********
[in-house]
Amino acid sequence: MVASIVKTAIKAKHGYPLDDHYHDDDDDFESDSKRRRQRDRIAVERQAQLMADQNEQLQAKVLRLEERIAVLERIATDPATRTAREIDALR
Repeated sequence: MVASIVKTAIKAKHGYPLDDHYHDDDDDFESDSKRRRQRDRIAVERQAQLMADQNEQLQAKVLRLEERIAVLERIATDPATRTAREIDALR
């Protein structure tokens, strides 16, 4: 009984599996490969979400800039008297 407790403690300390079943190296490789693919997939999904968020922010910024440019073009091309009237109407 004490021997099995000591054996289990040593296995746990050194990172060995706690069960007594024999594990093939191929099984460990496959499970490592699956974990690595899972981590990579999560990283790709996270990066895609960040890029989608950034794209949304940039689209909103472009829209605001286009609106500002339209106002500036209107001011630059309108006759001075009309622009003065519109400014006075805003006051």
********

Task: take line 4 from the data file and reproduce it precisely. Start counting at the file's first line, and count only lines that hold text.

């Protein structure tokens, strides 16, 4: 009984599996490969979400800039008297 407790403690300390079943190296490789693919997939999904968020922010910024440019073009091309009237109407 004490021997099995000591054996289990040593296995746990050194990172060995706690069960007594024999594990093939191929099984460990496959499970490592699956974990690595899972981590990579999560990283790709996270990066895609960040890029989608950034794209949304940039689209909103472009829209605001286009609106500002339209106002500036209107001011630059309108006759001075009309622009003065519109400014006075805003006051």